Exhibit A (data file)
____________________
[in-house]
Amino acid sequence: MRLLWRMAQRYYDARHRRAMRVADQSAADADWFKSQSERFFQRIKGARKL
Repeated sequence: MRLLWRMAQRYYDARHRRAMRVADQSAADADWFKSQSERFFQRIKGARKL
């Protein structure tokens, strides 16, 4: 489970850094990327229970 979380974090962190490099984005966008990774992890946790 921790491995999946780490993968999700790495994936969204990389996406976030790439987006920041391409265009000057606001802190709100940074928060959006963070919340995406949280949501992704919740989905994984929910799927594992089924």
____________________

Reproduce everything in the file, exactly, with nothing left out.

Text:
[in-house]
Amino acid sequence: MRLLWRMAQRYYDARHRRAMRVADQSAADADWFKSQSERFFQRIKGARKL
Repeated sequence: MRLLWRMAQRYYDARHRRAMRVADQSAADADWFKSQSERFFQRIKGARKL
């Protein structure tokens, strides 16, 4: 489970850094990327229970 979380974090962190490099984005966008990774992890946790 921790491995999946780490993968999700790495994936969204990389996406976030790439987006920041391409265009000057606001802190709100940074928060959006963070919340995406949280949501992704919740989905994984929910799927594992089924």